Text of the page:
Arizona Restaurant to Serve Lion Meat Tacos

Big cat isn't endangered, but few are interested in trying the main course.

January 20, 2011, 3:46 PM

Jan. 21, 2011— -- An Arizona restaurant known for serving tacos made from exotic meats is taking advanced orders for a particularly rare delicacy – lion meat.

Boca Tacos y Tequila, a Tucson Tex-Mex joint which in the past has served alligator, python and turtle tacos plans to put lion on its menu for one night only in February, provided enough diners express interest in chowing down on the big cat.

Since news of the offering hit the internet Thursday, Bryan Mazon, the restaurant's owner said he has received hundreds of phone calls, but very few orders.

"I'm getting more calls to tell me to go to hell and drop dead, but there's an interest out there," said Mazon, who said he's received nine orders so far for the tacos, which he plans to sell for $8.75 a piece.

Mazon says he is purchasing the lion meat from a California farm he says raises the animals for meat.

"From what I understand these are all farm raised in the USA for consumption. We serve exotic meats. We didn't go looking to serve lion, but it became available to us through a vendor."

According to the World Wildlife Fund, African lions – unlike tigers - are not an endangered species and are legally allowed to be raised on farms and sold for meat.

"Lions are not endangered. When bred in captivity, their meat is allowed to be traded. There are particular operations in the U.S. that are breeding lions, butchering them and selling them for meat," said Crawford Allan, regional director for TRAFFIC - the regional office of the largest international wildlife trade monitoriing program.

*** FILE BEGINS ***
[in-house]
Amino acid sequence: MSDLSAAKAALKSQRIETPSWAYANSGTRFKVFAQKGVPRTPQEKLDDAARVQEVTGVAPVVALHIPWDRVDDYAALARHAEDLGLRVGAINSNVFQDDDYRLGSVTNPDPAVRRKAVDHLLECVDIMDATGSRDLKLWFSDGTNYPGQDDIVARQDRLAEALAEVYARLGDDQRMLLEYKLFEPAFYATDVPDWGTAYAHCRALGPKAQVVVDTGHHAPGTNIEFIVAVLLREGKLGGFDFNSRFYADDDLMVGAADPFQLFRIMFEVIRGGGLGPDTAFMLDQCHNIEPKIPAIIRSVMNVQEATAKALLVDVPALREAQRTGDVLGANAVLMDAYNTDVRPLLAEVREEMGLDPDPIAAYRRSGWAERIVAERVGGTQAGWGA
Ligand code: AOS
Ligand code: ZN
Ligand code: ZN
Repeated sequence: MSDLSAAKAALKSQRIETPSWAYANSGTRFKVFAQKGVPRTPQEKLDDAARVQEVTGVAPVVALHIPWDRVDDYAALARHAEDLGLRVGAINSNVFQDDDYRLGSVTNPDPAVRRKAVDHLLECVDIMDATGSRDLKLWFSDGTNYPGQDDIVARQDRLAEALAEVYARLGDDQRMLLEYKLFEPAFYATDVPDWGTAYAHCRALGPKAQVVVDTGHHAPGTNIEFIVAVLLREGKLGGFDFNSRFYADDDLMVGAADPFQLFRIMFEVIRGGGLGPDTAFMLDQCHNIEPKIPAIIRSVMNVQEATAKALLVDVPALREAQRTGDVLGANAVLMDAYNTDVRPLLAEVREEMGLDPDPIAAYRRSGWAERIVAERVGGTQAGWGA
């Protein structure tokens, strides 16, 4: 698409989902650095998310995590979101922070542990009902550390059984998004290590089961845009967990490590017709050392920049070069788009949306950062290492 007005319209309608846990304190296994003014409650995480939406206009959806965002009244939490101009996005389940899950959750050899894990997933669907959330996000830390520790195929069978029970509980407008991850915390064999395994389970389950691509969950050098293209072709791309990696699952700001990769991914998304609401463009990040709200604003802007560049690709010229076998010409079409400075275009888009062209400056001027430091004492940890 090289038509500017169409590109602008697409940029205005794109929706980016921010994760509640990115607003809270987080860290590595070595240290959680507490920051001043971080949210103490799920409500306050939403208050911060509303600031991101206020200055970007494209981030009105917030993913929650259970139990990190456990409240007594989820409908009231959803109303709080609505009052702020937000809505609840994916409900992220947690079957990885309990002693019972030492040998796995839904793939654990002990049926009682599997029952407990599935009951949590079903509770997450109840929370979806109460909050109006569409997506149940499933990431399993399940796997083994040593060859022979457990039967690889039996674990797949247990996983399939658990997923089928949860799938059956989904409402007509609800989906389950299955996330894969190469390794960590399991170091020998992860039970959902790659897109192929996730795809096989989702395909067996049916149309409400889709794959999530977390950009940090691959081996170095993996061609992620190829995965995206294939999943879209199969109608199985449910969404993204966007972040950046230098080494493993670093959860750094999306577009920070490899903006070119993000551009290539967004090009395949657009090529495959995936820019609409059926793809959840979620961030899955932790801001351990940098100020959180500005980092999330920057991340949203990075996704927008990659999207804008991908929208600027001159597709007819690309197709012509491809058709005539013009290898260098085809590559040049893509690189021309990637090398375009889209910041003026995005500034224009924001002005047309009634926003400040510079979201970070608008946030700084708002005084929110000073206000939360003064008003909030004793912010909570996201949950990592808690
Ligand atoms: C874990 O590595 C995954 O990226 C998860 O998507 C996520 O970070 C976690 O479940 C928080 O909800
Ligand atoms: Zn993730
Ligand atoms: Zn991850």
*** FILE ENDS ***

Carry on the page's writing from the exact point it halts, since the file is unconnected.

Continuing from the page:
Provided those companies comply with international treaties, federal regulations and USDA standards, they can legally raise and butcher lions, Allan said.

Critics, some of whom are misinformed about the lion's current status on the endangered species list, took to Boca's Facebook page to vent.

"You guys are pathetic," wrote one user, whose message was soon removed by the restaurant.

Mazon says the criticism won't cause him to cancel the promotion, but a lack of interest might.

"It really depends on how the orders turn out. If there's enough interest, we'll go ahead with it. This is what we do. If people want it, we'll serve it," he said.

Mazon said he typically orders 2 to 3 pounds of meat for his monthly Wednesday night exotic meat promotions.

According to the website of Exotic Meats Market, a distributor in Perris, Calif., lion tenderloin sells for $199.99 and three 16 ounce burgers for $59.99.

"Our African Lions are raised in USA, USDA inspected and legal," according to the site.

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